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SharePoint Web Content Management Licensing was Botched

SharePoint 2007 (MOSS) is described by Microsoft as an enterprise content management system. However, under the covers it sports web content management, document management, search, collaboration and business intelligence, among other talents.

If you ask the experts, the primary target market for SharePoint is small and medium businesses (SMBs). If you ask SMBs you might get a different answer though — as the licensing model alone is enough to send most of them running, with tails tucked tightly between their legs.

What if you are a SMB who just wants a solid Web CMS for your external website? Has SharePoint been priced out of your space? What about the companies who bought into Microsoft CMS (MCMS) and were expecting to continue playing with Wild Billy and Redmond Content Wranglers?

The SMB Web CMS market, we assert, has been left high and dry by Microsoft.

The SharePoint licensing model is typical for Microsoft — it’s confusing. It’s been discussed across the web more than a few times, which is not surprising considering MOSS' to-date popularity and buzz factor.

CMSWire had an opportunity to talk with Tom Rizzo, Director of Microsoft Office SharePoint Server and he provided us with some insights into the MOSS licensing story and the decision to combine MCMS and the SharePoint Portal Server.

A Little Background on Microsoft Web Content Management

Prior to SharePoint 2007, if you wanted web content management from MS, you bought Microsoft Content Management Server (MCMS). It cost a little over US$ 6k for a per processor standard license and US$ 20-25K for an per processor enterprise license.

The primary difference in the licensing was related to scalability. A standard license could only be used on a server with a single CPU. With an enterprise license you could have an unlimited number of licenses on a single server and you could load balance your servers giving you high availability, etc.

So for standard license owners, they only paid the piper US$ 6k. For enterprise license owners they paid a minimum of US$ 24k and were likely paying at least double that for a dual processor server.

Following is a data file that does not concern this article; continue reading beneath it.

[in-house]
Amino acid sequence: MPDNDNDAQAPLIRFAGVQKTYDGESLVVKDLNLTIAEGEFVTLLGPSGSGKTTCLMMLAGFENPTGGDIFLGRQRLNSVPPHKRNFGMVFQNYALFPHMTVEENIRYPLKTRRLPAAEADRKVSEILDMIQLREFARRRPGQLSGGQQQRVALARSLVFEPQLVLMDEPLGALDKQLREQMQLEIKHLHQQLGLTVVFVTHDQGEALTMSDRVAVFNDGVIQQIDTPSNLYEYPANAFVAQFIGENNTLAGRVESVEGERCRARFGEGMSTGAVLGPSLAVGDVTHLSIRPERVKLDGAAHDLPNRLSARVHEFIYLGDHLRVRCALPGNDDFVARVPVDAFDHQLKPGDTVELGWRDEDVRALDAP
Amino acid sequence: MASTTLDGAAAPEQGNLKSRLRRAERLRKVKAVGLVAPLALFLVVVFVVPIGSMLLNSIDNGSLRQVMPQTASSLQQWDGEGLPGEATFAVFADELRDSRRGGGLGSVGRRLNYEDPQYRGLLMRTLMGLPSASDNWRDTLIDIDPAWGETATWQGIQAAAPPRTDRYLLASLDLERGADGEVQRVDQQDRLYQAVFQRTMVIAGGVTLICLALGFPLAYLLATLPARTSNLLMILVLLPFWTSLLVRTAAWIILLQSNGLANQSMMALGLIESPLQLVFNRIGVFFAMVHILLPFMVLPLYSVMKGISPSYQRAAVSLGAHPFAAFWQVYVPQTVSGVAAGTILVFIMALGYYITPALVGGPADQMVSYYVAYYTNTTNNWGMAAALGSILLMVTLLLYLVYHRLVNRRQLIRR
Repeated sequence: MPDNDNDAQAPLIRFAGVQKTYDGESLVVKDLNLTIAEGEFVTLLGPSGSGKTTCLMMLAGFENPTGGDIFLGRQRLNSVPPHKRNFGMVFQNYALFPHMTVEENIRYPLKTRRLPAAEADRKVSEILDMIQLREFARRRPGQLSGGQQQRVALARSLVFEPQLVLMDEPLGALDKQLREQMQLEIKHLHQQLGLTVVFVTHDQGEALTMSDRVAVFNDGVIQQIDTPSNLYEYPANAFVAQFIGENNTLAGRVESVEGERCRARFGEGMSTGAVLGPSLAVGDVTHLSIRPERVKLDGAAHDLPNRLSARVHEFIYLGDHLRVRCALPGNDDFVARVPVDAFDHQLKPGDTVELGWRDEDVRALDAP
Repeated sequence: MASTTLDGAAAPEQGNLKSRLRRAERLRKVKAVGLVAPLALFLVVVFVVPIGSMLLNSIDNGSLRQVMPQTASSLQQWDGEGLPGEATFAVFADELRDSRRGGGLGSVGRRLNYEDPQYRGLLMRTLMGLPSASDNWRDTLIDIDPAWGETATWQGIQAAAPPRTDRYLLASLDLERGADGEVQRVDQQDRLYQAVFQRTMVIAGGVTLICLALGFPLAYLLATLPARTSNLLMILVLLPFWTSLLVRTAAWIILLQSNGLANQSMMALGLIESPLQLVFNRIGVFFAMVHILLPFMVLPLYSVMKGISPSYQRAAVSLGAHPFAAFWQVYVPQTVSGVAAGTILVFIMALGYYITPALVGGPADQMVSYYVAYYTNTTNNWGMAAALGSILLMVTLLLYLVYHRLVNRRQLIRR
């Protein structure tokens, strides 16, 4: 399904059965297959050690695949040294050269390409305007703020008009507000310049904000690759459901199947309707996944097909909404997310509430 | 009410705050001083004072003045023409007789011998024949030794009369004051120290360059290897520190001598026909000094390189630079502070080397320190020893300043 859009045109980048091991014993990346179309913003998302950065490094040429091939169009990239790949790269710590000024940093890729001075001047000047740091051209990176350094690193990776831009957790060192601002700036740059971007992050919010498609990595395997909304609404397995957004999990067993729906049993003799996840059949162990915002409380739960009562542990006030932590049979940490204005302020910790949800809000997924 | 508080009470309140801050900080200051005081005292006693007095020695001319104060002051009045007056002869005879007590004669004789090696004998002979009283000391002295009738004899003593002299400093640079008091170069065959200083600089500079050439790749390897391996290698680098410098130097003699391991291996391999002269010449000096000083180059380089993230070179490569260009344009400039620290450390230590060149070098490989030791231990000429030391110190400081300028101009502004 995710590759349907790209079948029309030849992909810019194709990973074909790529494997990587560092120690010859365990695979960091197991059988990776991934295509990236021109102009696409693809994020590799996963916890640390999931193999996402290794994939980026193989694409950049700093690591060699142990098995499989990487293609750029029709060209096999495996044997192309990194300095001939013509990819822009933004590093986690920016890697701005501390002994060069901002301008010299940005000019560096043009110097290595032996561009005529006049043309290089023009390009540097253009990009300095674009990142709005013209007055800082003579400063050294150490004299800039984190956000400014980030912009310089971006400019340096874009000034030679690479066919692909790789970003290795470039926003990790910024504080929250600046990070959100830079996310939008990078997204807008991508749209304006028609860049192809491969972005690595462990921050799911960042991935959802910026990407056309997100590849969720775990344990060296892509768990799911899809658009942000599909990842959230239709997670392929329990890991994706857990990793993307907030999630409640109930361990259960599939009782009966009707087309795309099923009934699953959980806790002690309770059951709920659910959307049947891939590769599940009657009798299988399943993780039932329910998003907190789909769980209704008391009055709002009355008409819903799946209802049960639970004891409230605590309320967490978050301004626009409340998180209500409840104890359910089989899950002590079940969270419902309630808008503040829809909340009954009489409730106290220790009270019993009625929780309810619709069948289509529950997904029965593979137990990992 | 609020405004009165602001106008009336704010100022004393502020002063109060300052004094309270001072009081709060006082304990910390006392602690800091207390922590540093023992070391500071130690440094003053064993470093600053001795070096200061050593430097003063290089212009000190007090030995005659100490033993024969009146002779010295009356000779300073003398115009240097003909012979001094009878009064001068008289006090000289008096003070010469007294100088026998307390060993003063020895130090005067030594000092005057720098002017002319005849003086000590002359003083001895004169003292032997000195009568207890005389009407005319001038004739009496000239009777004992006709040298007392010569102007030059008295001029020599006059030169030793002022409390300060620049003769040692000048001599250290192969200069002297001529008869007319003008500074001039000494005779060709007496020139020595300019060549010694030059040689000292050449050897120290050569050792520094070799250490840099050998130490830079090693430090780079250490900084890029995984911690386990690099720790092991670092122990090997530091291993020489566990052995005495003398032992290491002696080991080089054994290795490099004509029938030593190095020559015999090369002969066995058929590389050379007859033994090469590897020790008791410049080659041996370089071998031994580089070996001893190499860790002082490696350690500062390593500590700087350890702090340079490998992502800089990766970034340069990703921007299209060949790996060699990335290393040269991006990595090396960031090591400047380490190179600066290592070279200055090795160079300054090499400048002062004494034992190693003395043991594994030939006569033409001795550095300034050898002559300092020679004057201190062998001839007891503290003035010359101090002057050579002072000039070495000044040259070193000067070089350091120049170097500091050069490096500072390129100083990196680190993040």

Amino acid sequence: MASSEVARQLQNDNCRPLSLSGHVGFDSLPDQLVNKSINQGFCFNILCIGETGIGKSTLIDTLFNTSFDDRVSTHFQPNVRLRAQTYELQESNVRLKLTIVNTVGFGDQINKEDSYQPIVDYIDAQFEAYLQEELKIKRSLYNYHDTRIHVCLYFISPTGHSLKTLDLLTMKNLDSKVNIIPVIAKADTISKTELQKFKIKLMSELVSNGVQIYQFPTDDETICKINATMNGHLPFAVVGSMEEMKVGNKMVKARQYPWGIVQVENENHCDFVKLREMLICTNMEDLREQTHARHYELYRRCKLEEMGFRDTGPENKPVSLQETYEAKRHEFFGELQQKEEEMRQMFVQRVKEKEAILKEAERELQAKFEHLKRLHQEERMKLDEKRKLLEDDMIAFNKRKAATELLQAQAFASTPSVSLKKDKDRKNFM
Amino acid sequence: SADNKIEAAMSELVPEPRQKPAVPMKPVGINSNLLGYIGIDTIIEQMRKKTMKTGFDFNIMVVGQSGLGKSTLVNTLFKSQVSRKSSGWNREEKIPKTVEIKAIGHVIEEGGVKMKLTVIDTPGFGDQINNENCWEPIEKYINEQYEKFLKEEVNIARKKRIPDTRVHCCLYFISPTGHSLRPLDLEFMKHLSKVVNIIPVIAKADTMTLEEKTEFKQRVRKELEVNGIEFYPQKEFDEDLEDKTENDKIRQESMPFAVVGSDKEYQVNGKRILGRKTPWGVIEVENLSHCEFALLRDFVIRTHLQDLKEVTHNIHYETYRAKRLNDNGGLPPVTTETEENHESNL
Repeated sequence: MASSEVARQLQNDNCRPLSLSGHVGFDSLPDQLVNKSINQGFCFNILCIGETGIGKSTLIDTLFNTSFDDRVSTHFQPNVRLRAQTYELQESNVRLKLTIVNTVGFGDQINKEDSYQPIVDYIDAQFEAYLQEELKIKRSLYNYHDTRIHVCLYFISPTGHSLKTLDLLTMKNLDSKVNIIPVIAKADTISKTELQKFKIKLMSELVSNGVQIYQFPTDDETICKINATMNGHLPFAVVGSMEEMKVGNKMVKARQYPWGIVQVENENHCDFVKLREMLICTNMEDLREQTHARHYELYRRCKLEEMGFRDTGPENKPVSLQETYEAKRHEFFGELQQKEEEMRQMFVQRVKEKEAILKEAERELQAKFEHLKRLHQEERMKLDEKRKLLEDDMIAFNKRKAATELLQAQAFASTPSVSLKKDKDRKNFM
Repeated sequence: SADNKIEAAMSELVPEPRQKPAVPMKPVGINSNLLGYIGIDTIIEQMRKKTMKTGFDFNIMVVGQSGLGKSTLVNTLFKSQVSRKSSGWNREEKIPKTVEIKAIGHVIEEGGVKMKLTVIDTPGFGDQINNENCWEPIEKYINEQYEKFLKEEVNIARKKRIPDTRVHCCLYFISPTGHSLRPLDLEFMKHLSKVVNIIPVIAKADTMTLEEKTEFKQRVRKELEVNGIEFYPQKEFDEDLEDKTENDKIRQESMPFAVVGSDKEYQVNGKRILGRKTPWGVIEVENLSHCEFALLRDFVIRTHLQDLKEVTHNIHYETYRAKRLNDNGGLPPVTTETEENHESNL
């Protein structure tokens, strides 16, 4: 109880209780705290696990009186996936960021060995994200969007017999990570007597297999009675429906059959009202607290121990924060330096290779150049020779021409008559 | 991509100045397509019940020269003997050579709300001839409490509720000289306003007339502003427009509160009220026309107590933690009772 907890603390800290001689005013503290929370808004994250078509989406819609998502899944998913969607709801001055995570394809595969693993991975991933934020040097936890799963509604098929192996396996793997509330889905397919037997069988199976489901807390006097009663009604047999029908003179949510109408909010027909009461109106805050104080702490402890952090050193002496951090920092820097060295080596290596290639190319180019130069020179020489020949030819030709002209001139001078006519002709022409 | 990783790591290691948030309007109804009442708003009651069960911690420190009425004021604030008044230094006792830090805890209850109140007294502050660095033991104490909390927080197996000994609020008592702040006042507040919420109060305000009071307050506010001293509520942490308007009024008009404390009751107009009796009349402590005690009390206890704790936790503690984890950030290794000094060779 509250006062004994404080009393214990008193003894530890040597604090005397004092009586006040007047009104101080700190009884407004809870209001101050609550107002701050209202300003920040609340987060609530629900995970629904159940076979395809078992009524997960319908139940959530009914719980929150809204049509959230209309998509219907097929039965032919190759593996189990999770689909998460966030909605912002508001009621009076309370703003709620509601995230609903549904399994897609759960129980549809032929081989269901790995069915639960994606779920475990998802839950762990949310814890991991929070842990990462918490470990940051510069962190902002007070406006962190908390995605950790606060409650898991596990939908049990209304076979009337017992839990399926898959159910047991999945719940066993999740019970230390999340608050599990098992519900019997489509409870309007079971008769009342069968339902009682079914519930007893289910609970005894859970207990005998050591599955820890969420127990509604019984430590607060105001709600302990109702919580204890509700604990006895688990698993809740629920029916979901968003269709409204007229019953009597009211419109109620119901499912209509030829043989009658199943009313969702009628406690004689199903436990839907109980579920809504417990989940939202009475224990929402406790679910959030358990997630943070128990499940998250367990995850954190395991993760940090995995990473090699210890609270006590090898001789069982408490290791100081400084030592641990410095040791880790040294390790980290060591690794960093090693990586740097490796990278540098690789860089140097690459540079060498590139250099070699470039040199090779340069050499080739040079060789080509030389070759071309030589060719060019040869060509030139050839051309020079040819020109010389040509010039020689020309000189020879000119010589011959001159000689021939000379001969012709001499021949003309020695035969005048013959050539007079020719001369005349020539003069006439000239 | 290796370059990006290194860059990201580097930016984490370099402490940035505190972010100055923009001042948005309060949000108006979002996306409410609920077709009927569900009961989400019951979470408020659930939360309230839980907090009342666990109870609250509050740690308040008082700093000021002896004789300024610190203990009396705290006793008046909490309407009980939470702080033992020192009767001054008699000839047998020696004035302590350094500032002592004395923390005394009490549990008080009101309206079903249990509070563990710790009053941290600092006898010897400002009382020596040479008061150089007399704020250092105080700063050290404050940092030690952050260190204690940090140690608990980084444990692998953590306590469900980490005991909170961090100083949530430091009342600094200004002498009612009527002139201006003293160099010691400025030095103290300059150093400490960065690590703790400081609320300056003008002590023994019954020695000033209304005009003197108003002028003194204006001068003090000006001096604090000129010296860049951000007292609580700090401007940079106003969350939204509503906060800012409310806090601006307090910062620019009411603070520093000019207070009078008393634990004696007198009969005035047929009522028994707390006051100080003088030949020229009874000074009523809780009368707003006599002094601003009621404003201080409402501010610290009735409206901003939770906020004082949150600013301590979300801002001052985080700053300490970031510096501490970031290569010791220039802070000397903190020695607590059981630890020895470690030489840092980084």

If you wanted portal capabilities you bought SharePoint Portal Server 2003 and a special MCMS connector to push content from MCMS to SharePoint.

Microsoft Web Content Management Today

Today, you cannot buy a standalone Web CMS product from Microsoft. Somewhere along the line, someone decided that SharePoint and MCMS needed to be integrated into a single product. That product is Microsoft Office SharePoint Server 2007 — note the missing “portal” word —, more fondly and efficiently known as MOSS (see our review here).

Tom Rizzo said that the decision to combine the two products was partly driven by Microsoft customers who didn't want to have two separate products that were not very similar or complimentary things. He also said Microsoft looked at the two products and identified a lot of synergies such as workflow, search and versioning, deciding that rolling the two together made the most sense.

So to get SharePoint here's what you need to buy:

  • You pay a set license fee per server (not a per processor)
  • You can purchase a standard or enterprise license
  • A Standard license gets you WCM, document management, collaboration and search
  • An Enterprise license adds Excel Services, Business Data Catalog and eForms
  • If you want to build your public site with SharePoint, you must buy Office SharePoint Server 2007 for Internet sites

Take a look at the following table for a breakdown of costs:

ProductCost
MOSS Standard$4424
MOSS For Search Standard$8213
MOSS For Search Enterprise$57,670
MOSS For Internet Sites$40,943

This is the basic licensing model for SharePoint; we haven’t even touched all the other components that can be packaged with it — SharePoint Designer, Forms Server and SQL Server — nor have we included the whole Client Access License (CAL) fun.

From this information we glean the following:

  1. If you want WCM, you have to buy the entire package
  2. If you want WCM for your public site you have to buy the Internet Sites license.
  3. If you want WCM for both your internet and intranet, you have to buy two separate licenses, plus a bunch of CALs.

Up until September 2007, you couldn’t put an Internet Sites license and an intranet license on the same server. This kind of defeated the purpose of giving SharePoint a “Extend a Web Application” feature now didn’t it?

 

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